Mayor Wayne Wright also said he maintained his distance from the drama but became concerned when he heard “one of the best parliamentarians in the province” had walked away from helping the organization because of how it was being managed.
A letter from five Hyack directors who resigned Tuesday said the registered parliamentarian quit because of “repeated interference and unilateral and illegitimate actions by the president, Gavin Palmer.”
“People have hired this man to facilitate and use his parliamentary skills, and then he has to walk away because they aren’t doing it properly,” Wright said. “I think they’re not out of the woods for quite some time, quite frankly., because neither side is talking, and I don’t know which side is right or wrong.
“Quite frankly, it’s very uneasy to have something like this going on in the city because it makes people look foolish,” Wright said.
Ron Unger, one of the group of five who resigned from the board, maintains that after Tuesday night’s meeting Palmer, Wardle and Munro are no longer on the Hyack executive and there aren’t enough board members remaining to run Hyack according to its constitution.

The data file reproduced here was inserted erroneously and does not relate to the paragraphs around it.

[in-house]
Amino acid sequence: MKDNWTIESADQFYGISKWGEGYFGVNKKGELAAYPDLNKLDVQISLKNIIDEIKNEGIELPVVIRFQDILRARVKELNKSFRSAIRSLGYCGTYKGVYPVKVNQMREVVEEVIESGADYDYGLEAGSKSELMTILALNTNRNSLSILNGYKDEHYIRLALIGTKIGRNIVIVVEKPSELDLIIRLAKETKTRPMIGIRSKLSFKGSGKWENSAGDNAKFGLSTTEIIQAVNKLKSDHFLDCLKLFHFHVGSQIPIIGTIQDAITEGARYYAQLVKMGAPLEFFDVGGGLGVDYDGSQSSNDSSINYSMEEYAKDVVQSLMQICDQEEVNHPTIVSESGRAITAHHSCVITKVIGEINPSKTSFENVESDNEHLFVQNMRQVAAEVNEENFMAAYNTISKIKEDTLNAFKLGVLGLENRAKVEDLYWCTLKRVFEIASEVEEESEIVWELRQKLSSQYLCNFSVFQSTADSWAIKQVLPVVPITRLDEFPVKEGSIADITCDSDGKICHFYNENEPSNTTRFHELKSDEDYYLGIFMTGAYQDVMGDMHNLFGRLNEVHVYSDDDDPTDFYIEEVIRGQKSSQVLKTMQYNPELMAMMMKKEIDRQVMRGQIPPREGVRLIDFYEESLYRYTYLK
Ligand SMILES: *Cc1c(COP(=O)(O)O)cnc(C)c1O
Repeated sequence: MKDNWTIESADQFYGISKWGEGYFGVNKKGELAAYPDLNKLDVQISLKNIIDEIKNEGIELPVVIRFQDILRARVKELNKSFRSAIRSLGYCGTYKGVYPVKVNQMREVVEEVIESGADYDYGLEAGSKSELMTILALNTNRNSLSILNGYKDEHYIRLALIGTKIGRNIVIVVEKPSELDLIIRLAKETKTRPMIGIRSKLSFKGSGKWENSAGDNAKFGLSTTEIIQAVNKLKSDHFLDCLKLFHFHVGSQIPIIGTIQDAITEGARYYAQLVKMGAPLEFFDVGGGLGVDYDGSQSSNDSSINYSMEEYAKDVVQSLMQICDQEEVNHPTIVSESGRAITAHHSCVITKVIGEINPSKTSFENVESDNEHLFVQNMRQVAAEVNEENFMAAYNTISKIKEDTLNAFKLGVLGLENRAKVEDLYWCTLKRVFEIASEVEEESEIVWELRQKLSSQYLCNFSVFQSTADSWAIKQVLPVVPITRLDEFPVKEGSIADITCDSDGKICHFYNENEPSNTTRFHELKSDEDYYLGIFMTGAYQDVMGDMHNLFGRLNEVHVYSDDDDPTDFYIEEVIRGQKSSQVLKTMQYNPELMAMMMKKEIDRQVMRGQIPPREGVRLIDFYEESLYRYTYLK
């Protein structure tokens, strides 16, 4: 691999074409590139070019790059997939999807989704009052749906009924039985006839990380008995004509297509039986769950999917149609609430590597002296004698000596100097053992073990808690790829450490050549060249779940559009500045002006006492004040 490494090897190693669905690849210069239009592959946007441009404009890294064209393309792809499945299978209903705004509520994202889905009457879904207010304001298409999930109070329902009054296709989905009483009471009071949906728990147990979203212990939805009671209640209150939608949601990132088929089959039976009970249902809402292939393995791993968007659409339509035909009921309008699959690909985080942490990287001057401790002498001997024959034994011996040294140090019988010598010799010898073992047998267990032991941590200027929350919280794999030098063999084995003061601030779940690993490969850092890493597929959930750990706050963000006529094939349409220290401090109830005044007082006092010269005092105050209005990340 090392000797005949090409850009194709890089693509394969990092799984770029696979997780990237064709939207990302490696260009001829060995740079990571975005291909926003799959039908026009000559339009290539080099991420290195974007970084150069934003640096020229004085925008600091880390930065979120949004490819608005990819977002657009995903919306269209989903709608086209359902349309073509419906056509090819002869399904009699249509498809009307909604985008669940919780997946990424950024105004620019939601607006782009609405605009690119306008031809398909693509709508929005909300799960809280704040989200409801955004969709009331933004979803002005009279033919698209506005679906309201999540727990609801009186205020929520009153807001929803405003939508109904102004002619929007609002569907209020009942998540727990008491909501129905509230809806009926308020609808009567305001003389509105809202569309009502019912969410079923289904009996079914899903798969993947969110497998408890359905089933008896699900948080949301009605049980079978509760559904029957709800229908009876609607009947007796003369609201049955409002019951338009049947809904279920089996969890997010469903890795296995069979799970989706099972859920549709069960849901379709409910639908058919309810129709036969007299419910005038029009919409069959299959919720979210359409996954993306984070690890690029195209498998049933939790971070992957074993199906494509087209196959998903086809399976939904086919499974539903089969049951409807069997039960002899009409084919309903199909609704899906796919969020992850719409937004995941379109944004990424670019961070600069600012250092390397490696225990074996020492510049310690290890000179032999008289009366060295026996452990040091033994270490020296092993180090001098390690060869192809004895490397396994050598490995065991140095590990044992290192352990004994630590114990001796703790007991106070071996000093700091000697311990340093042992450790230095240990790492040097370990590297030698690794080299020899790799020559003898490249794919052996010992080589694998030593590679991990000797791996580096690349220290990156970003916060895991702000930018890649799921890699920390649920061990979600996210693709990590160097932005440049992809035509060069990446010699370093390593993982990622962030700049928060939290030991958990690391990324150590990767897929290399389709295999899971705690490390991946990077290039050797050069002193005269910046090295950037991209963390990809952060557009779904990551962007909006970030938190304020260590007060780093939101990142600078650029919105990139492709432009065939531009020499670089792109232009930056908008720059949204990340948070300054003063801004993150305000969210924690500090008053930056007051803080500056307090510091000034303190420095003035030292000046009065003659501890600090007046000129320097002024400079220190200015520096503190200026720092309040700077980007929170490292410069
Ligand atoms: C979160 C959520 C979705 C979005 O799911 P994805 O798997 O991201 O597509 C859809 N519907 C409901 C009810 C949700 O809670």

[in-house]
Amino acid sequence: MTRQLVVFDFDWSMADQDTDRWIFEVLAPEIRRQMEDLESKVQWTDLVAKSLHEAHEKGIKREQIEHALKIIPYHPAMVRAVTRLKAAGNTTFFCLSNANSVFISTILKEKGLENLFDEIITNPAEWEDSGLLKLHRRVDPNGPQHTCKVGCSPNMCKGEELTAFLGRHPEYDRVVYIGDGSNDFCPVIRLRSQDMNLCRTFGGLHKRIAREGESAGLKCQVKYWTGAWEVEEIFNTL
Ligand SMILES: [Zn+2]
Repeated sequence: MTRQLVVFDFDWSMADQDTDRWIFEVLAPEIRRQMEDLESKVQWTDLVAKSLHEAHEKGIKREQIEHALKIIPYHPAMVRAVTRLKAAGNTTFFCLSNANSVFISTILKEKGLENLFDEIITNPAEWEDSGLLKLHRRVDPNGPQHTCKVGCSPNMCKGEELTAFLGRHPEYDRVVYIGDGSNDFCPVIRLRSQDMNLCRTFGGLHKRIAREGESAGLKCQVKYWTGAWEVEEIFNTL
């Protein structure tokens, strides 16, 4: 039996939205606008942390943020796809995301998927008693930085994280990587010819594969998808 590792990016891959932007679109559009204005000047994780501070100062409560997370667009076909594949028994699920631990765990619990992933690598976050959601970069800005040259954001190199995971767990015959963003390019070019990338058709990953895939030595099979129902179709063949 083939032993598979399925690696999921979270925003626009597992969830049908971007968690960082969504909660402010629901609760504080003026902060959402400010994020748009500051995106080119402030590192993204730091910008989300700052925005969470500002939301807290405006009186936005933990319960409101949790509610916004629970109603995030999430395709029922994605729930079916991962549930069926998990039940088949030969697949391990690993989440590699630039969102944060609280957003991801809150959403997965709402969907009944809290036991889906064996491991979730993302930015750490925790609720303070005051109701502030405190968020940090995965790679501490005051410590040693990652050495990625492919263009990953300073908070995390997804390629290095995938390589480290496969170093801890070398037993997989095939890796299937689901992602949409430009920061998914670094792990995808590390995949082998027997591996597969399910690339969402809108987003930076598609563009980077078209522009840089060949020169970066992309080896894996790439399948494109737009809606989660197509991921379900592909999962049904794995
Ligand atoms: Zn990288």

“That’s the thing, it’s completely broken,” said Unger, who believes it is time for the city to step in and take over operations.
The city gave Hyack $140,000 cash last year as well as additional in-kind donations.
“We are a service organization. The city basically allows and gives money to Hyack to run in the city,” Unger said. “As its biggest funder, … it’s appropriate for the city to step in and provide some direction and guidance.”
Unger said he wants the “turmoil” to end.
“The city deserves to have great events,” he said.
Palmer disputes the legitimacy of the Tuesday night meeting, where he was voted out and still considers himself president of Hyack.
He said the situation at Hyack has “nothing to do with the city.”
“We get grant money from the city. The city puts money in Fraser River Discovery Centre, they don’t take over looking after that,” Palmer said.
To fill the vacancies left by the five resignations, Peter Goodwin, Glen Richmond, Gerda Suess and Ken McIntosh (whose wife Betty McIntosh is a city councillor) were appointed to the board, says a press release issued by Palmer.
The new board has established a financial advisory committee “to assure the continuation of its 42 years (sic) success record.”
The press release promises that Santa Claus will come to town in the annual Hyack Santa Claus Parade of Lights, which will go on with the help of sponsorship from Key West Ford, the release states.
While the parade might go on, it seems the behind-the-scenes drama isn’t over yet either.
The real answer on Hyack’s future might not come until the city announces its grants in January.